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The Walking Dead Super-Producer Gale Anne Hurd on Putting Women Front & Center

Few producers have been as involved in fandom as long as Gale Anne Hurd. A producer of The Terminator, Aliens and now The Walking Dead — all projects that amassed a cult following — she turned fans into collaborators by partially crowdsourcing her new documentary project Mankiller.

“With the resources that I have in terms of being able to reach out to the actors on the TV series [The Walking Dead] and friends of mine like Felicia Day and ask them to help, as well as the fans of The Walking Dead who follow me on Twitter, that was an invaluable resource without whose support we would never be able to make this film,” Hurd told The Credits.

Hurd turned to Kickstarter to help finance the film, which dramatizes the life of the first female principal chief of the Cherokee Nation.

“We are in danger of losing her story to time,” reads the Kickstarter appeal, which offered pledge rewards from The Walking Dead cast, among others, such as The Big Bang Theory’s Mayim Bialik.

“It’s not surprising the story appealed to fans of The Walking Dead; we obviously have very strong female characters in the series and it’s about ordinary people surviving in extraordinary times, so there was a great overlap there,” she added.

She went on to compare Wilma Mankiller, the woman at the hart of Hurd’s new film, to her earlier heroines like Sarah Connor from The Terminator.

“I’m drawn to overlooked stories, ordinary people who achieve remarkable things, and that’s been the case if you go back to Sarah Connor in The Terminator, Ripley in Aliens or even the two young women…in the film Dick,” she said, naming previous projects on her producing resume. Hurd said although “fandom has changed completely” since she worked on The Terminator in 1984 or Aliens in 1986, she hasn’t changed her approach to the fans.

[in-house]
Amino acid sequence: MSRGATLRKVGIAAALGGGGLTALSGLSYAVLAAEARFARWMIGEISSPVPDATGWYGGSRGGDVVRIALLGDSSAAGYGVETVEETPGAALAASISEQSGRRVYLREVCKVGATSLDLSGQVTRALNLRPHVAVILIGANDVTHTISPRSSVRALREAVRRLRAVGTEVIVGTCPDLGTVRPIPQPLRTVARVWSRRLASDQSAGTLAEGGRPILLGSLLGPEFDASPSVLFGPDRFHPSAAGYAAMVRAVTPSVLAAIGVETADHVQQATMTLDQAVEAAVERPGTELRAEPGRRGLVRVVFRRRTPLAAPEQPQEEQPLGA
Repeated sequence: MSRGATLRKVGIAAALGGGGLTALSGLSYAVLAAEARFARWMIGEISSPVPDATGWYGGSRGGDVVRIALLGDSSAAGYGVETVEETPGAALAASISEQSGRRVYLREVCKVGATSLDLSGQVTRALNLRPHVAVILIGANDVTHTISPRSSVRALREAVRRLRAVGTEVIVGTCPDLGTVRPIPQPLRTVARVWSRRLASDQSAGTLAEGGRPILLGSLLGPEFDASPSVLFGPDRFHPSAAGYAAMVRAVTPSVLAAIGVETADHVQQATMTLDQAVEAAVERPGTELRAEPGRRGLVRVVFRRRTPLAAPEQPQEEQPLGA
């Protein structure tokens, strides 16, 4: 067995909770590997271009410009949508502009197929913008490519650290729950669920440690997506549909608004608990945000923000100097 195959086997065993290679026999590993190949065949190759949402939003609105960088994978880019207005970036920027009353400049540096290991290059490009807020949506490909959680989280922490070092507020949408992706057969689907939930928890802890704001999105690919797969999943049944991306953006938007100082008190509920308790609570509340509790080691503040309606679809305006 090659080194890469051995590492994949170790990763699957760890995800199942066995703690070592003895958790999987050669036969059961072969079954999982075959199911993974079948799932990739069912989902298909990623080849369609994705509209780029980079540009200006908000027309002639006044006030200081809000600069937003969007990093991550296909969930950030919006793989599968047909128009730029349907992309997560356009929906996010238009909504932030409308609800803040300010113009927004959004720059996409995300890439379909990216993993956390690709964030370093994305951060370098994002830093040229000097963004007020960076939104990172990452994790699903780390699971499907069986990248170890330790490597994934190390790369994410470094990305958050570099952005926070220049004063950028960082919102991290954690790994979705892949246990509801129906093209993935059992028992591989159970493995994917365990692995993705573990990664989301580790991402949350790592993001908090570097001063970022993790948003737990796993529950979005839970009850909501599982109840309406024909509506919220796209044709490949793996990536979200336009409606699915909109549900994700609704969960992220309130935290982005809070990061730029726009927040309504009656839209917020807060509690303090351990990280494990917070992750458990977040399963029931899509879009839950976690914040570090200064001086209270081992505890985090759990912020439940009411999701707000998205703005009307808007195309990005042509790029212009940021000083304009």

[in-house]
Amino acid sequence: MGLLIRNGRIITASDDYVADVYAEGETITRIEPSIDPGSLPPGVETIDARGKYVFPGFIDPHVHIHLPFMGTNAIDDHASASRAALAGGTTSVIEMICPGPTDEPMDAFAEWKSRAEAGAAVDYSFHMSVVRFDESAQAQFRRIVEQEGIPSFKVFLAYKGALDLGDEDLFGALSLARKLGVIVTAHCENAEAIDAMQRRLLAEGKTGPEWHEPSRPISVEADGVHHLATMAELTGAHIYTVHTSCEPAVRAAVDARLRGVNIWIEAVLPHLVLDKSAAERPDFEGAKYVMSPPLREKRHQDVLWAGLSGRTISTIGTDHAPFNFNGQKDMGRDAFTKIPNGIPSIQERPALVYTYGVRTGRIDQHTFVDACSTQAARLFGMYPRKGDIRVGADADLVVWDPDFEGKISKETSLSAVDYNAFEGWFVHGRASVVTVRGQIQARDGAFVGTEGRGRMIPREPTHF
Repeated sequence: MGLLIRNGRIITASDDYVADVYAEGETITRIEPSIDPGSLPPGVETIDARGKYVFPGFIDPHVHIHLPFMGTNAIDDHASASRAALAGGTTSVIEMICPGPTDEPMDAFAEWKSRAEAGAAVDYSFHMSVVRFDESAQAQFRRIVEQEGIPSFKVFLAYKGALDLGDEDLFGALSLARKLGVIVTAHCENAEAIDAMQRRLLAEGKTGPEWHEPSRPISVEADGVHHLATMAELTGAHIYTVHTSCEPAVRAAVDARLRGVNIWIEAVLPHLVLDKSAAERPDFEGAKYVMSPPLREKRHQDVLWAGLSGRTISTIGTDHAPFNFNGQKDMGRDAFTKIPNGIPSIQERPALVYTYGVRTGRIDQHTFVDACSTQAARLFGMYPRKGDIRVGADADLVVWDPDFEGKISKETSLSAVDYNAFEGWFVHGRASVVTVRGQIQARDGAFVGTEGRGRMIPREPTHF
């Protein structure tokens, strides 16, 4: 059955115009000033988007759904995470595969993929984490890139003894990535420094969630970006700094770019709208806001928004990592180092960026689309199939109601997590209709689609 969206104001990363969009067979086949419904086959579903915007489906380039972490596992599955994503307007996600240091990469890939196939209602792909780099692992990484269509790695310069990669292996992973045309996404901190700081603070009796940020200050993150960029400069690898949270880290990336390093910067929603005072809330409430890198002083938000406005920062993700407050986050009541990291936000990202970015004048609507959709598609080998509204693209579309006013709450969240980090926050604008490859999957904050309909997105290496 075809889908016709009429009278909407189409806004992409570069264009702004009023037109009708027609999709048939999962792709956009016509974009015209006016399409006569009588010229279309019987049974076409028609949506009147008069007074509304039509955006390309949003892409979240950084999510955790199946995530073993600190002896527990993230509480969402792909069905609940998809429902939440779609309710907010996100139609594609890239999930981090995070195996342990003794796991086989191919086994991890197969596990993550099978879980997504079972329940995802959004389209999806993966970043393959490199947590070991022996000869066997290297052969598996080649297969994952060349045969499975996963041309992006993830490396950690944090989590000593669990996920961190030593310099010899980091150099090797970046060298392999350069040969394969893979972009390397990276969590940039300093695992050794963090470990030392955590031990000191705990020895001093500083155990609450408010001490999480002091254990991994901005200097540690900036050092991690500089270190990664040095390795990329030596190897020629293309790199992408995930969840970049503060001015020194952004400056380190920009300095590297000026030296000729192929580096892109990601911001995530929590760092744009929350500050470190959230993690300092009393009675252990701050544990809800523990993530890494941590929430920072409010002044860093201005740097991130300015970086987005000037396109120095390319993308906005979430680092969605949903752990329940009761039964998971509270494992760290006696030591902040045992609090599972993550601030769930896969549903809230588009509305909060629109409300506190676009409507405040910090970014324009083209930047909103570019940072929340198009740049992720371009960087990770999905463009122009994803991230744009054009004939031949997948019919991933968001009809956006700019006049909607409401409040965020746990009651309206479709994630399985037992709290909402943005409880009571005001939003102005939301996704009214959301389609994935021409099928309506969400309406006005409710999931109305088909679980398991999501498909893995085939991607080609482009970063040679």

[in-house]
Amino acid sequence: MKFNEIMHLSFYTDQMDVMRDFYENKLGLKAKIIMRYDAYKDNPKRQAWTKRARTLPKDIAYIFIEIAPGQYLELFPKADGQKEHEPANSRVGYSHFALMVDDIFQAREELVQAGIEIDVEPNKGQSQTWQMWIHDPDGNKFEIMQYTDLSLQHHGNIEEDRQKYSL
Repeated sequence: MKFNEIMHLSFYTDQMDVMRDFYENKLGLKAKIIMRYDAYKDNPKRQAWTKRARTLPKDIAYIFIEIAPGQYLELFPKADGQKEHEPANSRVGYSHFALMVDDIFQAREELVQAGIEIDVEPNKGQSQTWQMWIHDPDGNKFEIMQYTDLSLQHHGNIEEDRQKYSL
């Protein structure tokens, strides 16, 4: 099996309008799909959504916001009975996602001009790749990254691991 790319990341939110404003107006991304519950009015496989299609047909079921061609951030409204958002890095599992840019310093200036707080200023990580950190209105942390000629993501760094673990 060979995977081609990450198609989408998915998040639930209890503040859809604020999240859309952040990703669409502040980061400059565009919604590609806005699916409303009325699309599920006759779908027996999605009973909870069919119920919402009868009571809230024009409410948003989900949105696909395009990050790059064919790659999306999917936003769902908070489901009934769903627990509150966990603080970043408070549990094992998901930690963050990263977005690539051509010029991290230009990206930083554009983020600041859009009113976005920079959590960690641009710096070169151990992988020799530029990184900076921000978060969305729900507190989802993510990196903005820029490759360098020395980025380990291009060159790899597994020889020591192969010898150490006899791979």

MANKILLER – Trailer from Valhalla Entertainment on Vimeo.

“Social media was a game changer, connecting fans not only to filmmakers and actors but also to each other…there is a connection that goes beyond just the idea that we like the same things or that fans like what I make,” she said. She said fans are now “driving the industry” and have more access than ever to people involved in making the shows they love.

“For me it was a really easy transition,” she added. “Even if I didn’t have a film or project I was working on, I would still be at San Diego Comic Con.”

And the fans rallied around Hurd’s new project — which also received funding through PBS’s Vision Maker Media — pledging more than the goal last year.

“I’ve always been drawn to compelling stories about women, but they are hard to get financed,” Hurd said. She nodded to the success of Wonder Woman this year as a possible game-changer.

But in the case of this movie, Hurd needed to draw on all the resources she’s developed in her long career to get it made.

Mankiller also speaks to the cultural moment. Although Hurd acknowledged that “very few people have heard of her,” Wilma Mankiller was cited by the organizers of the January 2017 Women’s March on Washington as a leader in America’s fight for equality.

“It shows you even though Wilma died a few years ago she’s as relevant now as ever,” Hurd said of the political reference. “We need more amazing role models like Wilma who overcame a truly challenging life and achieved remarkable success. She also reached across the aisle, even though she considered herself a liberal Democrat …she believed that it really didn’t matter what your political belief system was.”

Hurd’s long career reflects her interest in the movie’s twin themes of female and Native American empowerment — and demonstrates her hard-won ability to make a production happen. But her own advice for others interested in the movie industry is to stay humble.

“I didn’t start at the top — I think that’s one of the reasons my career has such longevity,” she said. “Because I have learned most of the jobs in the business and I think it’s important never to lose your humility and not to rise above it to the point you can no longer relate to people who are starting out.”

Directed by Valerie Red-Horse Mohl, Mankiller premiered at the 2017 Los Angeles Film Festival — which was attended by Kickstarter supporters — and has been well received by Native American media. It was screened this month for lawmakers at the Capitol Visitor Center in Washington, D.C.

 

 

Featured image: Gale Anne Hurd on thet set of The Walking Dead. Courtesy AMC.

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